Kate, 39, was left visibly moved after hearing the stories of Zigi Shipper, 91, and Manfred Goldberg, 90, who met as boys in a concentration camp. They started new lives in the UK after being liberated towards the end of the Second World War. Zigi told Kate that he saw babies being shot when their mothers refused to be separated from them at the Auschwitz-Birkenau camp.
While Manfred said it was a “daily lottery to survive” and believes his life was probably saved by a man who advised him to lie about his age when Nazi officers were deciding who was fit for work and those who would die.
At the end of the video call Kate said: “The stories that you have shared with me and your dedication in educating the next generation about your experiences and the
horrors of the Holocaust shows extreme strength and such bravery.
“It’s so important and so inspirational.”
The Duchess first met the men, who are from Jewish families, in 2017 when she and husband William visited Stutthof, the former concentration camp built in occupied Poland at the start of the war, where Zigi and Manfred became friends.
Last Tuesday’s call was organised by the Holocaust Educational Trust to mark Holocaust Memorial Day yesterday. It also featured trust ambassadors Farah Ali and Maxwell Horner, who are both 18.
Kate said: “We all have a role to play in making sure the stories that we have heard from Zigi and Manfred live on and ensure that the lessons that we have learnt are not repeated in history for future generations.”
Zigi, a widower and retired stationer from Poland, told Kate he was transported in an animal truck to Auschwitz with his grandmother, who brought him up. He spoke about the regret he feels to this day at wanting someone to die so he could sit down.
“I was praying that maybe – I was so bad – that I said to myself, ‘I hope someone would die, so I have somewhere to sit down.’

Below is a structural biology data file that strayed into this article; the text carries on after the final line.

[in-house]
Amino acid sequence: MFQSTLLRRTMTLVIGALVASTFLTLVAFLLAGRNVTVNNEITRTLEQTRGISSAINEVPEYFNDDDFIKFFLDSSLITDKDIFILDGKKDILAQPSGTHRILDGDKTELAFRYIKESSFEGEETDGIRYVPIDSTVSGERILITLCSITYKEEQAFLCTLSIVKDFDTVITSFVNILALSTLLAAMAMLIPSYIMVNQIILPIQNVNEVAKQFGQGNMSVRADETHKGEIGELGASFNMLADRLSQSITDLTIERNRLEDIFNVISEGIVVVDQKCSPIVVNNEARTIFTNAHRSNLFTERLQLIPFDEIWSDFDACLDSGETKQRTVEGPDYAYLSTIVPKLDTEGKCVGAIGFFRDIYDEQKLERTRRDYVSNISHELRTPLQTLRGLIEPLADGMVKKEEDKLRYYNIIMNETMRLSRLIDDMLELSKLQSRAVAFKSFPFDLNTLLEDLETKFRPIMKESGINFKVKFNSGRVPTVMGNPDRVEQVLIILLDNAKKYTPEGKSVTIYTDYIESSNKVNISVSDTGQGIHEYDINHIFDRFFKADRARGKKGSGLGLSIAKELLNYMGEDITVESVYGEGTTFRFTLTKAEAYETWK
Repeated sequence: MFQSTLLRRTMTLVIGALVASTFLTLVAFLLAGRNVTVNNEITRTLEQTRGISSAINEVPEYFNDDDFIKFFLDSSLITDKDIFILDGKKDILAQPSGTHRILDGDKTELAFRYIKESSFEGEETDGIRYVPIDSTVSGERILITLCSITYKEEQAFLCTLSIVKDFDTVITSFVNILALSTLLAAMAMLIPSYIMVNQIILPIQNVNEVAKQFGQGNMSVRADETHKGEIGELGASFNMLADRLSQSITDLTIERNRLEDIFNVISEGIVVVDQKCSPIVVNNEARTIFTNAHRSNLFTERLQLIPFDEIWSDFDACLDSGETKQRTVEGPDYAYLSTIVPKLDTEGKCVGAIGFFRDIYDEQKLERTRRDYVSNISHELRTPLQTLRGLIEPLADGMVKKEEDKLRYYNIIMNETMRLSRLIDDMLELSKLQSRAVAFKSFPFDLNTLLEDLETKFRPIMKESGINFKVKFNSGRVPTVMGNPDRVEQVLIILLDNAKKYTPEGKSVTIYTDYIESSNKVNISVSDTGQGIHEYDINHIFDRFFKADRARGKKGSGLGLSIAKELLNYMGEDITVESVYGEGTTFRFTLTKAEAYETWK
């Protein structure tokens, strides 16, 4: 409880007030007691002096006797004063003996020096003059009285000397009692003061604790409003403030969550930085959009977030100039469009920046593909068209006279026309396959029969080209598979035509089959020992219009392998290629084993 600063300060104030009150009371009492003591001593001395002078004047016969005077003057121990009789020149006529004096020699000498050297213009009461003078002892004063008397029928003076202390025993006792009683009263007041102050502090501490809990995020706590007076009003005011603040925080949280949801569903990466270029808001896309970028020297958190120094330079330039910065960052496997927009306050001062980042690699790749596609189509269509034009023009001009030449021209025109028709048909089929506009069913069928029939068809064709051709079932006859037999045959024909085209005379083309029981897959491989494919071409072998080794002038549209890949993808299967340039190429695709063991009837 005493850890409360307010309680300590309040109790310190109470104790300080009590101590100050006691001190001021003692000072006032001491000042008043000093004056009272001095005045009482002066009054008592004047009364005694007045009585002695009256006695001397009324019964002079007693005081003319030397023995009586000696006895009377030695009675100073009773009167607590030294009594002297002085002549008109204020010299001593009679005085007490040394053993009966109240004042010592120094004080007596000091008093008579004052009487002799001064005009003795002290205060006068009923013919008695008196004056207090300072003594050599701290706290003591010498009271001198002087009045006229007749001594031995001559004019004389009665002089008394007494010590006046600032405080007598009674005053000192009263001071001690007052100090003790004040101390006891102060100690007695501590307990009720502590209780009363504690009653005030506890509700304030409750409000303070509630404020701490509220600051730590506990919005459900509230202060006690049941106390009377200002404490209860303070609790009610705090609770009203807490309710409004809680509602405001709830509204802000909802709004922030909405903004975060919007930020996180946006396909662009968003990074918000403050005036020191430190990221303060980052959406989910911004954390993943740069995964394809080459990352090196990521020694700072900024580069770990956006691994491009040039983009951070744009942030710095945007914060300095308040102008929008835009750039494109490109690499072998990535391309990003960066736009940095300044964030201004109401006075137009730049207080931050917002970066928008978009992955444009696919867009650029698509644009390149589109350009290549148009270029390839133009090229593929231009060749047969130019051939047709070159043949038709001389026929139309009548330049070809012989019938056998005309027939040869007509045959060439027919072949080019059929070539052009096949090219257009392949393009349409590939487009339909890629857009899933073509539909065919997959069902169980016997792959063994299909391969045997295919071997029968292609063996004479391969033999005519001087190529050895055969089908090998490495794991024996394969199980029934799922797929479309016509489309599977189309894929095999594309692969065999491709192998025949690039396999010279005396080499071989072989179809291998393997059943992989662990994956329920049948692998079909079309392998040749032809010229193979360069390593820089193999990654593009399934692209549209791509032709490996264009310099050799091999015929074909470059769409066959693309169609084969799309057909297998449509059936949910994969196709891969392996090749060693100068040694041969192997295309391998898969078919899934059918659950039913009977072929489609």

“Every morning they used to take out the dead bodies, so eventually I had somewhere to sit. I can’t get rid of it, you know. Even today, how could I think a thing like that? That’s what they made me do.”
When the train arrived at Auschwitz, the people on board were put into different groups.
Some were selected to be killed immediately while mothers were ordered to leave their babies.
Zigi said: “The German officers came over and said, ‘Put the baby down and go to the other side’. They wouldn’t do it. Eventually they shot the baby and sometimes the woman as well.”
He was moved to Stutthof and was liberated by British troops a month before the end of the war, after being sent on a death march to the German town of Neustadt. He now has five great-grandchildren.
Meanwhile, Manfred’s father fled to England just before the war but his family were unable to join him. So Manfred, his mother and younger brother were sent from their German home to the Riga ghetto in Latvia.
Manfred was later transported to Stutthof and worked in several camps.
In one camp he was helped by a man as they approached an SS officer picking out workers, with those remaining destined to be killed.
Manfred said: “As I shuffled forwards the man behind me whispered to me, ‘If they ask you your age say you are 17.’ In fact I had just passed my 14th birthday. But I said 17.
“I never saw him again. He was behind me, I don’t know which way he was sent. He’s in my thoughts as my angel who primed me.
“I don’t think I would have had the resource myself to say 17. But possibly that helped save my life.”
Manfred, who is married and has 12 grandchildren, was reunited with his father in Britain after the war.
He said about his life in the UK: “I experienced nothing but kindness and tolerance. My feeling for British people is unchanged, they are a uniquely tolerant people.
“Unfortunately there is a section of people who seem to have lost their moral compass. When I arrived in this country I never dreamed I would see Holocaust denial in my lifetime.”